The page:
Fig. 25.7 X-ray of finger in primary hyperparathyroidism (left) and a normal patient (right). The irregular outlines of the phalanges are the result of resorption of bone.

Bone disease in renal failure (renal osteodystrophy)

Most patients with chronic renal failure have clinical, radiological or pathological evidence of bone disease. There is no single bone disease that occurs in renal failure; in most patients it is a combination of osteomalacia with a variable degree of hyperparathyroidism. Other features include:

bone necrosis
soft tissue calcification
aluminium-induced osteomalacia.

The most important pathophysiological changes in renal bone disease are summarised in Table 25.2. Several mechanisms have been suggested to account for the osteomalacia. In all forms of renal failure there is a decrease in the amount of functional renal tissue, and this may be directly responsible for the inadequate production of active vitamin D metabolites. An increased blood phosphate level (hyperphosphataemia) is frequent in renal failure, and this may directly inhibit enzymes responsible for vitamin D metabolism in the kidneys. In the past, haemodialysis fluids rich in aluminium were associated with aluminium deposition in organs such as brain and bone. In bone, aluminium inhibits the calcification of osteoid and contributes to osteomalacia in renal failure (Ch. 7).

Table 25.2 Mechanisms of renal bone disease (renal osteodystrophy)

Feature of renal failure Pathological effect in bone
Inadequate renal tissue Impaired conversion of 25(OH)D3 to 1,25(OH)2D3 → Osteomalacia
High serum phosphate
1. Inhibition of renal enzymes catalysing formation of 1,25(OH)2D3
2. Decrease in ionised Ca2+ in serum → Hyperparathyroidism

Prolonged haemodialysisInhibition of calcification of osteoid → OsteomalaciaSteroid therapy (e.g. for chronic glomerulonephritis)Osteoporosis Avascular necrosis of bone

Patients with chronic renal failure may have a low serum calcium. This is partly the result of impaired vitamin D metabolism, as vitamin D metabolites are essential for the proper absorption of calcium from the small intestine. The high serum phosphate also reduces the ionised fraction of plasma calcium. This acts as a stimulus to PTH production, and a degree of hyperparathyroidism is inevitable in severe renal failure. Patients with some forms of glomerulonephritis are treated with steroids and this may induce osteoporosis or, occasionally, areas of bone necrosis. Calcification of the soft tissues, or of blood vessel walls, is a further feature of chronic renal failure, particularly after prolonged haemodialysis. Longstanding disordered bone remodelling due to the combination of secondary hyperparathyroidism and osteomalacia can lead to alternating areas of thickened bone (osteosclerosis) and osteoporosis. This has a characteristic appearance (‘rugger jersey spine’).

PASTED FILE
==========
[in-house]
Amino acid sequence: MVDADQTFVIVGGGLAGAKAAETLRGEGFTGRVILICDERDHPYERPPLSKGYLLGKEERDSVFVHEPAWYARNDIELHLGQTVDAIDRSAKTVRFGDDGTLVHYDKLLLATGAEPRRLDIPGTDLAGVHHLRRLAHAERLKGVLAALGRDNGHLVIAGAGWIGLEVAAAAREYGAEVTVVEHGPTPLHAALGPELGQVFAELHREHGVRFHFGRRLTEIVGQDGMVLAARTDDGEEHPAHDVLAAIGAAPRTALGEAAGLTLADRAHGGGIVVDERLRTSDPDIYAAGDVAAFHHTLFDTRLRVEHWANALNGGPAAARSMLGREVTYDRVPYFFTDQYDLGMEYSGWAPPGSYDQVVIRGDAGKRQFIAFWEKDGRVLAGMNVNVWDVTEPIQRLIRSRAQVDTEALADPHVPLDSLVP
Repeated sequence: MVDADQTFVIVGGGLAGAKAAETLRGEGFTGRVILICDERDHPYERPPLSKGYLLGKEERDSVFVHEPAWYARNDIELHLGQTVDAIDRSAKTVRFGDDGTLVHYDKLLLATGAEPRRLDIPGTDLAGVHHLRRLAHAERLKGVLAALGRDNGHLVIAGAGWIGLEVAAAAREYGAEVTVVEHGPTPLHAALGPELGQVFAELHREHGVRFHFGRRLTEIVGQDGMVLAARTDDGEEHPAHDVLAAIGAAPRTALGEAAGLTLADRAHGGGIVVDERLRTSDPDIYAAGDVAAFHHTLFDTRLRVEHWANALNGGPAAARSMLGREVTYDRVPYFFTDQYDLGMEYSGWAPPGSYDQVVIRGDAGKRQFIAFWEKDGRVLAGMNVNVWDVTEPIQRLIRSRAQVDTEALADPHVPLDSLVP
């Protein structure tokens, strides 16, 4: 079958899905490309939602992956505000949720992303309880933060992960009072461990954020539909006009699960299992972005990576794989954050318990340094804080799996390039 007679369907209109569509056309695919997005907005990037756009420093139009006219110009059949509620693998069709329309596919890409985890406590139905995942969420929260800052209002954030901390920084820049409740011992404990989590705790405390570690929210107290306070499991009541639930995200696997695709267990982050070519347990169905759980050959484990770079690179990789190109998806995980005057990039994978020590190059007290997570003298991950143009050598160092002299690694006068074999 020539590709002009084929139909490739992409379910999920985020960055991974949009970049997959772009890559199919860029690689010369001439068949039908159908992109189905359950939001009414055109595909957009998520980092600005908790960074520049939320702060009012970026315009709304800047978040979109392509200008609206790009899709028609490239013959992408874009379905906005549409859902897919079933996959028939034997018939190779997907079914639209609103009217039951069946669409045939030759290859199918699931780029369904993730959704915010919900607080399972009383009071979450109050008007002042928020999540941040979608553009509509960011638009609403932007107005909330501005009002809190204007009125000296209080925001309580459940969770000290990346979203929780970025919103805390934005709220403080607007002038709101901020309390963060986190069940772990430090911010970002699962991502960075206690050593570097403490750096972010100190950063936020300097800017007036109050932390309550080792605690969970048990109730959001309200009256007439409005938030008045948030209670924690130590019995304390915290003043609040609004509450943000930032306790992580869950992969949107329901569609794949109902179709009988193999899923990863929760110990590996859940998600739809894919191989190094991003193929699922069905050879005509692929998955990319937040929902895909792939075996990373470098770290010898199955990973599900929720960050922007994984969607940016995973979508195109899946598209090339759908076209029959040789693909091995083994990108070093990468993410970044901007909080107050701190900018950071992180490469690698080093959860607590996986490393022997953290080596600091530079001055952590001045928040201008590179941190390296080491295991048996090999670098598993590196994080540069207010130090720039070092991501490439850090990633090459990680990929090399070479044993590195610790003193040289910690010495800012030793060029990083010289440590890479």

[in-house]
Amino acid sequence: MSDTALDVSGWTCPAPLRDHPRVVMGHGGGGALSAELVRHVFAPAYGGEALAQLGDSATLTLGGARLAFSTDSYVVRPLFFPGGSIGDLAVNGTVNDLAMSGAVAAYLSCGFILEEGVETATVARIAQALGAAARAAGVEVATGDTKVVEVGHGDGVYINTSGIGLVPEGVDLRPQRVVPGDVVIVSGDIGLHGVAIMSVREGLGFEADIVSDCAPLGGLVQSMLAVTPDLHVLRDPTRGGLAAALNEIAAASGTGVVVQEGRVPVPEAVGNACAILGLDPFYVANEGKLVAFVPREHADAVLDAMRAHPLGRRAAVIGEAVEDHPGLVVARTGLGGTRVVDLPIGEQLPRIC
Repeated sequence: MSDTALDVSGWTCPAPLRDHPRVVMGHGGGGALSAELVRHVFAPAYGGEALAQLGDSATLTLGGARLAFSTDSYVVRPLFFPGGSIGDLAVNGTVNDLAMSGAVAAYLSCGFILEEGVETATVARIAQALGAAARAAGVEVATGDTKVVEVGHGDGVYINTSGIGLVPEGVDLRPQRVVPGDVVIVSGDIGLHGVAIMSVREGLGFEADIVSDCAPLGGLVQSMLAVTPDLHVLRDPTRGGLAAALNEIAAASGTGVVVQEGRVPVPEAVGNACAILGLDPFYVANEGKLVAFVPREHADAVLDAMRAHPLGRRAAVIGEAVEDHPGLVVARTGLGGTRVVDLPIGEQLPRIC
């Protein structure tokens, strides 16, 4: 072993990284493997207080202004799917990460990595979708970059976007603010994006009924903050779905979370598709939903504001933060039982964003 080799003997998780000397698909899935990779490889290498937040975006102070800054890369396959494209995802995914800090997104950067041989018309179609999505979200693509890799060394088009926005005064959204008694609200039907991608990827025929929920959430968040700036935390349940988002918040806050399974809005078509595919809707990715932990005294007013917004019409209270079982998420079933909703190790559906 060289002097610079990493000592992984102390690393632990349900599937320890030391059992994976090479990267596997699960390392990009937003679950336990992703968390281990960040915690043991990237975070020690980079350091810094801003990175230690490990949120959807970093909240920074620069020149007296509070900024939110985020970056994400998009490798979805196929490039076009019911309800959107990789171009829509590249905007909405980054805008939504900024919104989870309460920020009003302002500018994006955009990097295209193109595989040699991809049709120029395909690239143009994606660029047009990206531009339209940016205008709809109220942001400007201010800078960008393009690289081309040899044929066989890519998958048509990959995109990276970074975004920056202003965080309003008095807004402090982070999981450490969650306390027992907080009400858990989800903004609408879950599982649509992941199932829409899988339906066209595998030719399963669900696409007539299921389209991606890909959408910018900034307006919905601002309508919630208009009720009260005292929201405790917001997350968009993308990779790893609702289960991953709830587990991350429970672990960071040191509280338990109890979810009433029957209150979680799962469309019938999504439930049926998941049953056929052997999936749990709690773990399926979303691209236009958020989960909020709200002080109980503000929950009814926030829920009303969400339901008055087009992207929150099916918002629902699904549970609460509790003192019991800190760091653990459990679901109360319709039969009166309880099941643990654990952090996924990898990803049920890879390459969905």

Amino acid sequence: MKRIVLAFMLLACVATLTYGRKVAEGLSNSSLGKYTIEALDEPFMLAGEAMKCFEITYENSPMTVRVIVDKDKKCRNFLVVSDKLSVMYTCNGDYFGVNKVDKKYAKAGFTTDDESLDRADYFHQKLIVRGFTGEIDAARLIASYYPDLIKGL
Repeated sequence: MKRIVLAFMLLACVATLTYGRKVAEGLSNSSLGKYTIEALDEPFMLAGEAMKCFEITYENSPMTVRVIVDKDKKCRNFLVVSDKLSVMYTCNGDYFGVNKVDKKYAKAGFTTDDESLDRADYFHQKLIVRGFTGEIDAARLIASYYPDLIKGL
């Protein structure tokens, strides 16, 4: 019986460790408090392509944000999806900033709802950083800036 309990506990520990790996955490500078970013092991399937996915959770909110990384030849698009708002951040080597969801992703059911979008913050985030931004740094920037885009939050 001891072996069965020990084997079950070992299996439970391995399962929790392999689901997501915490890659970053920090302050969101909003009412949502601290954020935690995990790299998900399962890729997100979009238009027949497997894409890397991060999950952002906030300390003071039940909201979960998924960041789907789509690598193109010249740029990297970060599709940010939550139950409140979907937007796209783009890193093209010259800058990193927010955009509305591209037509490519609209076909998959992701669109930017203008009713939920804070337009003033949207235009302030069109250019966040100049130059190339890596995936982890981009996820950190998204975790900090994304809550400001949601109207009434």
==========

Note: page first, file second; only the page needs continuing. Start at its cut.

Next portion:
image Inflammatory lesion due to bacterial infection of bone
image Bacteria enter bone either from blood (septicaemia) or directly through skin wound over a compound fracture
image Necrotic bone forms inner sequestrum; reactive new bone forms outer involucrum
image Most common in children, where Staphylococcus aureus is the usual cause
image A complication of advanced tuberculosis
image May complicate the use of internal fracture fixation devices


Osteomyelitis is the result of a bacterial infection of bone. The typical patient is a young child who presents with pain in a long bone, sometimes with a misleading history of recent trauma. In the majority of cases the lesion develops in the metaphysis, the part of the shaft immediately adjacent to the epiphyseal plate. The rich capillary network and large venous channels in this area may favour the deposition of circulating micro-organisms and their subsequent growth. In children and adolescents, osteomyelitis is usually the result of Staphylococcus aureus bacteraemia, often secondary to a boil or other skin infections. Sometimes, the underlying cause of bacteraemia is not apparent. Osteomyelitis is also increasingly seen in elderly patients.

Before the introduction of antibiotics, tuberculous and even syphilitic osteomyelitis were common. Children with haemoglobinopathies, especially sickle cell disease, have an increased risk of osteomyelitis; unusual organisms, such as Salmonella, are sometimes responsible.

Osteomyelitis is a well-recognised complication of compound fractures, particularly if the wound in the overlying skin is extensive and there are necrotic bone splinters at the fracture ends. Osteomyelitis is not a complication of closed fractures.


The classical sequence of changes in osteomyelitis is as follows:

1. transient bacteraemia, e.g. Staphylococcus aureus
2. focus of acute inflammation in metaphysis of long bone
3. necrosis of bone fragments, forming the sequestrum
4. reactive new bone forms, the involucrum (Fig. 25.8)
5. if untreated, sinuses form, draining pus to the skin surface via cloacae.

Fig. 25.8 Chronic osteomyelitis. image The radius and ulna of an 18th-century sailor. The ‘granular bone’ is the involucrum and the circular defects are ‘cloacae’ through which pus drained. image The cut surface of the femur of a 78-year-old male who received a shrapnel wound to his thigh in World War I. The pus drained through a sinus for the next 50 years! A thick bony involucrum surrounds a chronic inflammatory abscess in the marrow cavity.